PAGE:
When To Stop Swearing Around Your Baby, Because You're Too Broke For A Swear Jar
If you tend to have a relatively dirty mouth, it's not always easy to stop cold turkey once you have a baby. Some people regularly pepper their language with expletives and others save them for stubbed toes and dishes crashing. Others just curse more when they are tired, and as new parents, that could happen a lot. If you're concerned about the effects of this on your child, you way wonder when you should stop swearing in front of your baby.
Researchers at the University of Pennsylvania have found that children start understanding concrete words at around six to nine months and more abstract words closer to fourteen months. Maureen Healy, an expert in child psychology and author of Growing Happy Kids, tells Romper that babies can probably begin grasping "bad" words at about eighteen months old. Healy prefers for parents to avoid cursing in front of their children, but knows that even with the best of intentions, occasionally words do slip out. If you have older kids around when the F-bomb appears, the critical thing is to have a sense of humor about it, because laughing together, about this and other things, makes the parent and child bond stronger.
If you're in a house where you feel more comfortable cursing in front of the kids, Important to make it clear to them that they shouldn't use those words at school, explains Healy. I can relate to that piece of advice, as I'll never forget the day my daughter came home from kindergarten extremely worried about something she had done in school. When I asked her what happened, she said, "Well, mom, we were doing rhyming words." She buried her head in her hands. "And I got duck."
Our society tries to limit the swear words that children hear. The Motion Picture Association of America rates movies that use strong language as PG-13 or R so that parents are aware and can shield their children if they choose. The Federal Communications Commission doesn't allow broadcast channels to air profane language between 6 a.m and 10 p.m, coinciding with the times when young children are awake (though on cable they can curse whenever they want). Rap and hip hop songs are sometimes released with a "clean version" and Radio Disney frequently changes the lyrics to songs with curses in order to make them kid-friendly.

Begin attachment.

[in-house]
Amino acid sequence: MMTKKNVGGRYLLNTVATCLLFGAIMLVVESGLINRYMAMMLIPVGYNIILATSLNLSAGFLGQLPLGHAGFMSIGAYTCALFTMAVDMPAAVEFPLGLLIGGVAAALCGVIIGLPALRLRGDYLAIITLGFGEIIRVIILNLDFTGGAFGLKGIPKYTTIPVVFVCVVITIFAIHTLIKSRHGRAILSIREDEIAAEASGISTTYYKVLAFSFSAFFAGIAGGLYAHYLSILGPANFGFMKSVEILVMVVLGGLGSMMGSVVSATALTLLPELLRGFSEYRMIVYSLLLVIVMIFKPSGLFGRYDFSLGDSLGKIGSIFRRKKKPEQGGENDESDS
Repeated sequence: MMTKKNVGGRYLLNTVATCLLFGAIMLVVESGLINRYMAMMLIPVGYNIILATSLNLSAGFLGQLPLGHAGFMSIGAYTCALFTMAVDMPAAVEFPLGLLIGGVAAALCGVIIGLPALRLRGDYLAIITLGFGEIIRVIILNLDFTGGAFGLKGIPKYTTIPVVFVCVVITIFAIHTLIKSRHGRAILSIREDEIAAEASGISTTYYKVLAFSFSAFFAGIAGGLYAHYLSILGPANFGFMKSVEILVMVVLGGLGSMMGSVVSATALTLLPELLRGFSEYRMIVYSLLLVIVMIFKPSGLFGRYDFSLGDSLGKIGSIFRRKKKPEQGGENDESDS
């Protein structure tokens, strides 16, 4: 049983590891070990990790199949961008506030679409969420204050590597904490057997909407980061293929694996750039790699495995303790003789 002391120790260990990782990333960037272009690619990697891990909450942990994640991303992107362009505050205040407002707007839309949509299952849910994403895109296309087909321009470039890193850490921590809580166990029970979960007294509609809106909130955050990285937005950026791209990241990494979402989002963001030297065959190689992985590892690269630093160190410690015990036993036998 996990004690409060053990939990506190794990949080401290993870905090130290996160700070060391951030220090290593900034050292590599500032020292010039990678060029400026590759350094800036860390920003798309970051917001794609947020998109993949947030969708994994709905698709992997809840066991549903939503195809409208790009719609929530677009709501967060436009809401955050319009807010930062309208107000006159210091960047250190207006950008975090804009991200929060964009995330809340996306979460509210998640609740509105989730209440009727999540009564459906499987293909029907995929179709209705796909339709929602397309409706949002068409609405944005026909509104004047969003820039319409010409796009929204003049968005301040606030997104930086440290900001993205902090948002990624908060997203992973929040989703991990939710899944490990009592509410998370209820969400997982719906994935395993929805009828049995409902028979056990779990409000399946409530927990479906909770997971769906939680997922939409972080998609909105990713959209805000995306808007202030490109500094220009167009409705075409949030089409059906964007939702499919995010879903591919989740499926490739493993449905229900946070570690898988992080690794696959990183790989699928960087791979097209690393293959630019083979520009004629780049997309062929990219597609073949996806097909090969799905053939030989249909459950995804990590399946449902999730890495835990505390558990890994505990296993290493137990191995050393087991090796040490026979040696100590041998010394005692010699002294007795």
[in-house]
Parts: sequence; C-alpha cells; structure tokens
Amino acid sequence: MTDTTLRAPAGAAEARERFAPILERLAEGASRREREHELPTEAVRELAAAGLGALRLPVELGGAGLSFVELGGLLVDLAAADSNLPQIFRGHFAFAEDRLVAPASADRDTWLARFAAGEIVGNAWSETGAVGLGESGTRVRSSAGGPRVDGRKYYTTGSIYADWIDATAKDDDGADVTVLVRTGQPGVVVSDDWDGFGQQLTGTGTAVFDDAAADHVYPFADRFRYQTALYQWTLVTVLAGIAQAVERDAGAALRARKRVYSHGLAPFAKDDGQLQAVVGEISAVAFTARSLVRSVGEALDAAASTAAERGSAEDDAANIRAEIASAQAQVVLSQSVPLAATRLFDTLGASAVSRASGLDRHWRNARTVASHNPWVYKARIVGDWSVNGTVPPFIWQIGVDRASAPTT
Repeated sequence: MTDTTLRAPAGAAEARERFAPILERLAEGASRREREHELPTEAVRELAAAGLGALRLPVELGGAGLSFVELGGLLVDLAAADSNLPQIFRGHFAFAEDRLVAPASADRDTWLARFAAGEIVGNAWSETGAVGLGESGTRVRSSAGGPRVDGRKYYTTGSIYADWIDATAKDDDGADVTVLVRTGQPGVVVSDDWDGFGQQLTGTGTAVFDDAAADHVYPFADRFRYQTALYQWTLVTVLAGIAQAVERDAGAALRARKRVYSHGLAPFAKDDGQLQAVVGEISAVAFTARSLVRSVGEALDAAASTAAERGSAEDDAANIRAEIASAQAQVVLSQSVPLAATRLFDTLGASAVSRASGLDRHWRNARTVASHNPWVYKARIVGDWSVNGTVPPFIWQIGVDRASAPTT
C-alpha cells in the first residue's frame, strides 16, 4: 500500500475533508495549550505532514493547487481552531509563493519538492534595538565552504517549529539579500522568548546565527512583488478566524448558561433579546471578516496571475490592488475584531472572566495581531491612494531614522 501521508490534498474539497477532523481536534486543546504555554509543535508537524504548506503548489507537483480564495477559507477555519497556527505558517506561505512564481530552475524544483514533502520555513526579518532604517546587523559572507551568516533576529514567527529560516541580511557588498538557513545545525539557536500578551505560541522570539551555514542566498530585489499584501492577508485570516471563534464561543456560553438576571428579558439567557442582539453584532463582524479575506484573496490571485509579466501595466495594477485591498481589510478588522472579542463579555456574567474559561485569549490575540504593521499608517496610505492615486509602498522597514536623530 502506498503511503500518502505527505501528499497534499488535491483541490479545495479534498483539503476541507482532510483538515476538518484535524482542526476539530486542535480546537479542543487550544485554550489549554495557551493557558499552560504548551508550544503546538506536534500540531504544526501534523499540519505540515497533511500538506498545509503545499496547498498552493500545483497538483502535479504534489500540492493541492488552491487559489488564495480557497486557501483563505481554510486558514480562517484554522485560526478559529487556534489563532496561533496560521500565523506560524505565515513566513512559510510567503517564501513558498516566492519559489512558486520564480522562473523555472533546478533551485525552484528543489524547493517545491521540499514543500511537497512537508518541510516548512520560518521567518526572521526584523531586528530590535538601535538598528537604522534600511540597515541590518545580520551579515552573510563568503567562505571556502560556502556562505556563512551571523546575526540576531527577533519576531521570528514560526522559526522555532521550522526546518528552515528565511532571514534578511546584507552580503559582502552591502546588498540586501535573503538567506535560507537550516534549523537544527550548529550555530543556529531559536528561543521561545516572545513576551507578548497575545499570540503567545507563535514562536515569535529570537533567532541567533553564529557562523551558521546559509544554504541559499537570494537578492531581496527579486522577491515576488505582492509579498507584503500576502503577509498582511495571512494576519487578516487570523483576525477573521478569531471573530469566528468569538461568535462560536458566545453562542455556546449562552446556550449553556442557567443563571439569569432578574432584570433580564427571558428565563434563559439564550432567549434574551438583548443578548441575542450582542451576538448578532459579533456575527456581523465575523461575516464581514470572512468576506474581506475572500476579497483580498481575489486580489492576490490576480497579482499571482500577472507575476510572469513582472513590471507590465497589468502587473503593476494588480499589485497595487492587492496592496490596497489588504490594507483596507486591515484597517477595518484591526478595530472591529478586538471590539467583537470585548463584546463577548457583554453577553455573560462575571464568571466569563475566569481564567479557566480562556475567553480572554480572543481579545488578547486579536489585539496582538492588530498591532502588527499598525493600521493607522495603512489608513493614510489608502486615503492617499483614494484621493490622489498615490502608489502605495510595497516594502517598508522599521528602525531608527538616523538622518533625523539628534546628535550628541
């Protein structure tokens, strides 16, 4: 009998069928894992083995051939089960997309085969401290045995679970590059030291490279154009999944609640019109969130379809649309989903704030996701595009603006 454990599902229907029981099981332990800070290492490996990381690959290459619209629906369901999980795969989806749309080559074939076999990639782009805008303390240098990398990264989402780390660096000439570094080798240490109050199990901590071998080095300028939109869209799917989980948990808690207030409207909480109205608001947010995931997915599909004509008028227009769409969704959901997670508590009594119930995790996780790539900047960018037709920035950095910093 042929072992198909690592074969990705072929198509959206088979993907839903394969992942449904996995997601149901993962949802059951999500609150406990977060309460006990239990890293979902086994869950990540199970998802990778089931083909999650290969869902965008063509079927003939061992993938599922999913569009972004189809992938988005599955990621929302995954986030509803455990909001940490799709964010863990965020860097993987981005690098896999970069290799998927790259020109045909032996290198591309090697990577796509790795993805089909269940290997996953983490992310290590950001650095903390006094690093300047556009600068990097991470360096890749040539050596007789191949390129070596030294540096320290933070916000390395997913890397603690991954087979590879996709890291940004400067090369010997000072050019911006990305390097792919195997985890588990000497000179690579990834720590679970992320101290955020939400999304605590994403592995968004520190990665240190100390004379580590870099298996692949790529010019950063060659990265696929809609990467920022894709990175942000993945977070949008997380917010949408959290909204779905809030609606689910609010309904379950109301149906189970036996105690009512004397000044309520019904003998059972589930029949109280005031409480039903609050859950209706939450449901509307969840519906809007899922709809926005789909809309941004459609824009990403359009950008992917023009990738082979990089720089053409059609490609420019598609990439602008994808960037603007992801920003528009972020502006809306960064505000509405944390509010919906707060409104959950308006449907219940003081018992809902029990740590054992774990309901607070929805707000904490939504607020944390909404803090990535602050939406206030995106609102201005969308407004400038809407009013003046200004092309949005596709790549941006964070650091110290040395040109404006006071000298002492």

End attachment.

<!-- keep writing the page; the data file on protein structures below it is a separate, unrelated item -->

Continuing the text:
Part of the concern about using swear words in front of babies, isn't necessarily the choice of words, but the tone that is used with it. A curse thrown conversationally into a sentence may not even register with a baby, but one that is screamed, whether at another adult or at at the baby itself, can be very upsetting. Ronald E. Riggio, Ph.D. wrote in Psychology Today that, "It is clear that swearing can take the form of verbal abuse and harassment, and it is this sort of swearing that can be potentially harmful – a substitute for physical aggression."
Babies start to graduate from babble to learning to say words with attached meaning at around a year old. They may mimic you, so if you are swearing and they pick up on it and repeat it, it doesn't mean they are actually cursing you out. But keep in mind that your baby is hearing you and the words they start to learn likely come from you. Psychologists who interviewed thousands of subjects said that young adults report to have learned these words from parents, peers, and siblings, not from mass media.
Different families make different choices about the rules for foul language in their house. You need to find the balance that's right for your family, realizing that babies hear tone as well as content, and that sometimes they may bust out the F-bomb in the middle of a kindergarten farmyard rhyming exercise. And that's okay, too.
Check out Romper's new video series, Bearing The Motherload, where disagreeing parents from different sides of an issue sit down with a mediator and talk about how to support (and not judge) each other’s parenting perspectives. New episodes air Mondays on Facebook.